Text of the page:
Bob Cannell on tech coops text_

Cheers for linking to that, I think it is worth reposting the key sections here:

Tech Coops; the New Wholefoods

I think the tech coops expansion is an example of a business idea whose time is now. In the 70s it was a popular campaign for real food that created a demand and allowed young people to make a living from wholefoods - minimally processed foods. Today software development is the equivalent.

And it’s the same junk food/real food choice. Software developers have a terrible reputation, do the project, take the money and run, even though it doesn’t work. The market is not only huge and expanding faster than supply can keep up, but the opportunity for more people friendly suppliers is also huge. Learning to code is easy for those who have an aptitude for it and software development is a team activity. Individual workers must cooperate with their colleagues to get the whole development job right. Outlandish, the leading UK tech coop, famously converted from a privately owned partnership into a worker coop to increase their team working potential.

The new Suma

Outlandish are undoubtedly the ‘Suma’ of this new network. But, significantly, they have cooperated with other coops from the start. They actively help other people form tech coops to take on some of the work that Outlandish lacks capacity for/no longer wants to do. They do the more complicated stuff now and pass on the simpler jobs to newer coops to gain experience. eg Outlandish are said to be opening a university coop where students will hone their skills before taking on better paid and more difficult work either in this coop or setting up their own.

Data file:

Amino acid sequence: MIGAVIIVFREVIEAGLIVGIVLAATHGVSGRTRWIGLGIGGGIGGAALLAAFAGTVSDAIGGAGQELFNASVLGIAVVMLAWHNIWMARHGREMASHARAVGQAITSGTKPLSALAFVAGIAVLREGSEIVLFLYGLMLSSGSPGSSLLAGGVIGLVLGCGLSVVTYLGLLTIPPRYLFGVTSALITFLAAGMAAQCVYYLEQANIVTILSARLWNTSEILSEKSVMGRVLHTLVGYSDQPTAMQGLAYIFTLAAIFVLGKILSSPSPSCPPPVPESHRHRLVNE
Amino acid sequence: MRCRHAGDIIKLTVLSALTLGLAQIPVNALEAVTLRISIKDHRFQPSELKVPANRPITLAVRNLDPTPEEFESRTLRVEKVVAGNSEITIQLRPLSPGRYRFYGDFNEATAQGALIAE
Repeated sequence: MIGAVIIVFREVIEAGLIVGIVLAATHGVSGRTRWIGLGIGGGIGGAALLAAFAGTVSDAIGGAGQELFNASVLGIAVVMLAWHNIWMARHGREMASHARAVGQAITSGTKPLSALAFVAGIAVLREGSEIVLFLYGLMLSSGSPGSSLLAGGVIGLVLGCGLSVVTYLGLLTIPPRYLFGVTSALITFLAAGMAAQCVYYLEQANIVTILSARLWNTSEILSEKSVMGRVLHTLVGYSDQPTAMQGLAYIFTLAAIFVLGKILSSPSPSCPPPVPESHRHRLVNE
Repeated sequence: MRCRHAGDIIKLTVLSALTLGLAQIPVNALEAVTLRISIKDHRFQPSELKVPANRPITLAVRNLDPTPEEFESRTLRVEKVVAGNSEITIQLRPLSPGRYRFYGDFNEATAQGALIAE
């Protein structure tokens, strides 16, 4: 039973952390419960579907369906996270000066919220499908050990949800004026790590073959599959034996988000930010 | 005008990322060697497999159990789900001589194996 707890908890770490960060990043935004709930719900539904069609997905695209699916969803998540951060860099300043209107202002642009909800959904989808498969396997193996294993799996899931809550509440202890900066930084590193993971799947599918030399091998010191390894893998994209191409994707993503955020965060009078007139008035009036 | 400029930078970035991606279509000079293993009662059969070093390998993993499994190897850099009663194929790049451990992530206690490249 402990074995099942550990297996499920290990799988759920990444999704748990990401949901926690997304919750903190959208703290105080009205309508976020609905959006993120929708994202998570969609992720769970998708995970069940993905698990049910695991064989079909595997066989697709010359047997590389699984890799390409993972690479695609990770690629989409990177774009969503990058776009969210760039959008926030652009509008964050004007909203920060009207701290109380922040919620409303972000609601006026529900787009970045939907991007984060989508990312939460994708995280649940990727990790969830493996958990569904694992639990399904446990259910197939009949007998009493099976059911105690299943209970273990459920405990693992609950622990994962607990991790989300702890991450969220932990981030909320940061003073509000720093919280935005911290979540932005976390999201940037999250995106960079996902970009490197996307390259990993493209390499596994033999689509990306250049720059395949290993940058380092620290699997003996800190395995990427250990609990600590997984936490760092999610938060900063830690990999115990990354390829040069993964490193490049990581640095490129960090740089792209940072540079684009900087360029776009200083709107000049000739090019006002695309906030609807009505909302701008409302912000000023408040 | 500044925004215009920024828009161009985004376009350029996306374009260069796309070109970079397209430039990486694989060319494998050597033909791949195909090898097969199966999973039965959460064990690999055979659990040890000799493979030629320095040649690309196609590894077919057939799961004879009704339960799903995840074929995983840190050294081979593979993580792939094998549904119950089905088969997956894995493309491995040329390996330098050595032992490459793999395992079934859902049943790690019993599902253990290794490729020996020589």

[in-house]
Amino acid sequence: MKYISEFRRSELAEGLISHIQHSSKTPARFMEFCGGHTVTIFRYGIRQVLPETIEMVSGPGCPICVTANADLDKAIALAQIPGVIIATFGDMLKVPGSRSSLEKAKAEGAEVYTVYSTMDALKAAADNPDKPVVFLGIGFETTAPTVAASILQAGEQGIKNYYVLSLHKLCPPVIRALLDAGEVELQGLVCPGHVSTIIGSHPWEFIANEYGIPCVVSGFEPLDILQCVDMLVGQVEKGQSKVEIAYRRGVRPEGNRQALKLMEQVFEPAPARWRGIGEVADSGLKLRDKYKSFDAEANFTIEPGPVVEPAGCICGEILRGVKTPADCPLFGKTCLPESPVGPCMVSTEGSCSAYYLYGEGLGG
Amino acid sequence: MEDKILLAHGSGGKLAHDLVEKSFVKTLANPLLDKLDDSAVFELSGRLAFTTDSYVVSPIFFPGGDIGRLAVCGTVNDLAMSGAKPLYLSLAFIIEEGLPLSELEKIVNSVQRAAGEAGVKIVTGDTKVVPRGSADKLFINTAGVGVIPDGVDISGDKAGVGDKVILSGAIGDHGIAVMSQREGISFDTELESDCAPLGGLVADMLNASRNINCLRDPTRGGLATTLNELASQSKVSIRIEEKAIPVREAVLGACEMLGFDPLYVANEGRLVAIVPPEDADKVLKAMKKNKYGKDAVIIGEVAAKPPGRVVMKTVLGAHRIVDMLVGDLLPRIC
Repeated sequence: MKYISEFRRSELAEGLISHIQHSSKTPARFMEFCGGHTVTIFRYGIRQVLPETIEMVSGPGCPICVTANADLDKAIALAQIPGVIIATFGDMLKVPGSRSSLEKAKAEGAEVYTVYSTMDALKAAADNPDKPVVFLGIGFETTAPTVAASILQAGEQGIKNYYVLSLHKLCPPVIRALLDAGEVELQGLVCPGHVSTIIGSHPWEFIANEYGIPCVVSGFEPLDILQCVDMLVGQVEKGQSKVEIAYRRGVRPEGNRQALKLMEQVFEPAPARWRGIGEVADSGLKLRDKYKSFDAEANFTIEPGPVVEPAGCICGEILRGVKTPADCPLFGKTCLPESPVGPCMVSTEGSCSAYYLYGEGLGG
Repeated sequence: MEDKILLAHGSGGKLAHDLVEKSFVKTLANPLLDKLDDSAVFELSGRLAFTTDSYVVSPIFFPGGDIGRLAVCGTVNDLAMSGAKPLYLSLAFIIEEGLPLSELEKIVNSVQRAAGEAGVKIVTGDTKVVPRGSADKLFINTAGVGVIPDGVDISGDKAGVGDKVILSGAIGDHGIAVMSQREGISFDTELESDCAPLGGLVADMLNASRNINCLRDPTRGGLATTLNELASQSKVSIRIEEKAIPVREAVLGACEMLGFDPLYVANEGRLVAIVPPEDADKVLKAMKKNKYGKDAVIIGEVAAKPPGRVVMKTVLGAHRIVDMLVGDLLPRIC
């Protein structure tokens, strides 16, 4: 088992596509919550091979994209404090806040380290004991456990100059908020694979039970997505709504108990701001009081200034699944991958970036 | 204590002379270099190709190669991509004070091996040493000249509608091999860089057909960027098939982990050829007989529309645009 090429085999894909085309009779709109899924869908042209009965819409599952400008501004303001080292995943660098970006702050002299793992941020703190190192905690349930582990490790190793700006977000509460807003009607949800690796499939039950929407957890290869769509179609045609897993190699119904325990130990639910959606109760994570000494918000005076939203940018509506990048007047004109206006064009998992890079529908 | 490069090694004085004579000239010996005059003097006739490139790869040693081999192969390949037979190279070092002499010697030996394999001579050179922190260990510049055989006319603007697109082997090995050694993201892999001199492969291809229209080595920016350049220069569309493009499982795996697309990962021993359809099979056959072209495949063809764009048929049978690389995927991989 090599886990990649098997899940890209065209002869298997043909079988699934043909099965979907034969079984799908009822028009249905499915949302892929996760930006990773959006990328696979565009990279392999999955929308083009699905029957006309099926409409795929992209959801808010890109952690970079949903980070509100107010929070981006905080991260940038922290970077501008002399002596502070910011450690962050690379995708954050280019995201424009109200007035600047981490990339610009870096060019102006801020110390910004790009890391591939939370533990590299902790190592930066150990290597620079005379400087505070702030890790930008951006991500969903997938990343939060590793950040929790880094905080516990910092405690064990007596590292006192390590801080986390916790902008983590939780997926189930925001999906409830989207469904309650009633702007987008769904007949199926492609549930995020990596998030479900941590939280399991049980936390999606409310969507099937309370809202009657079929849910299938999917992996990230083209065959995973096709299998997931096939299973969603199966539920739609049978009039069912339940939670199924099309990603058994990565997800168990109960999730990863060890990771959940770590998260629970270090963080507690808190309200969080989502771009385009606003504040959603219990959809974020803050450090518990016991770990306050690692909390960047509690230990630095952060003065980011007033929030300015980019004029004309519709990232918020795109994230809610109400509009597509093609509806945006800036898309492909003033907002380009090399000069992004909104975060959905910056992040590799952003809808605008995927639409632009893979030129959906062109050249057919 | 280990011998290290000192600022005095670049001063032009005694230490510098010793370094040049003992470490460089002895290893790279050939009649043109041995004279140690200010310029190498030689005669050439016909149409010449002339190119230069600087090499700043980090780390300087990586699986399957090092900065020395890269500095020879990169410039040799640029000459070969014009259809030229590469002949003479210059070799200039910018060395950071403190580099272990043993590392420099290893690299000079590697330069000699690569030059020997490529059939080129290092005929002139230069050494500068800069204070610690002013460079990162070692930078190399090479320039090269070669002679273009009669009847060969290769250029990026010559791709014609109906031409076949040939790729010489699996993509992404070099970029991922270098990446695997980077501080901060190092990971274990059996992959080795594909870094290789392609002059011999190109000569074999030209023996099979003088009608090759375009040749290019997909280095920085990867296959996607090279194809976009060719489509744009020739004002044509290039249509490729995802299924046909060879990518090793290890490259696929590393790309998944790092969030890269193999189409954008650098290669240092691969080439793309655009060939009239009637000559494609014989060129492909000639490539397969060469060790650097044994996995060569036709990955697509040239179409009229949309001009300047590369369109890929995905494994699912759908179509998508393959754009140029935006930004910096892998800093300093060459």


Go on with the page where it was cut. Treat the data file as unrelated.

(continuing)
CoTech; the Network of Tech Coops

A self supporting ecosystem of tech coops is developing. Just as once there was a self-supporting ecosystem of wholefood coops from importers and manufacturers to distributors to retailers and caterers. It isn’t a coincidence that one of the principal advisers to this new, 30 coop strong, CoTech network is Principle 6. sadly the sixth principle faded and was lost from the wholefood coops movement early on and was replaced by competition. Worker coops sank or swam by themselves, and most sank.